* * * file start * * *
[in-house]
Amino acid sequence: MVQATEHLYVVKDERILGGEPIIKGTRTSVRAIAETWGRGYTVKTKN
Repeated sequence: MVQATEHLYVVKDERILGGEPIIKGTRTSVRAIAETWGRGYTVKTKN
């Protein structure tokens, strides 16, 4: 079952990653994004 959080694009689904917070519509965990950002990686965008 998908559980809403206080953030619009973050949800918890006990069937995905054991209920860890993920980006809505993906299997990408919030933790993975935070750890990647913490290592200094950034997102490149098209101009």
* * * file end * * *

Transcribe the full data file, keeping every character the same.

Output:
[in-house]
Amino acid sequence: MVQATEHLYVVKDERILGGEPIIKGTRTSVRAIAETWGRGYTVKTKN
Repeated sequence: MVQATEHLYVVKDERILGGEPIIKGTRTSVRAIAETWGRGYTVKTKN
């Protein structure tokens, strides 16, 4: 079952990653994004 959080694009689904917070519509965990950002990686965008 998908559980809403206080953030619009973050949800918890006990069937995905054991209920860890993920980006809505993906299997990408919030933790993975935070750890990647913490290592200094950034997102490149098209101009």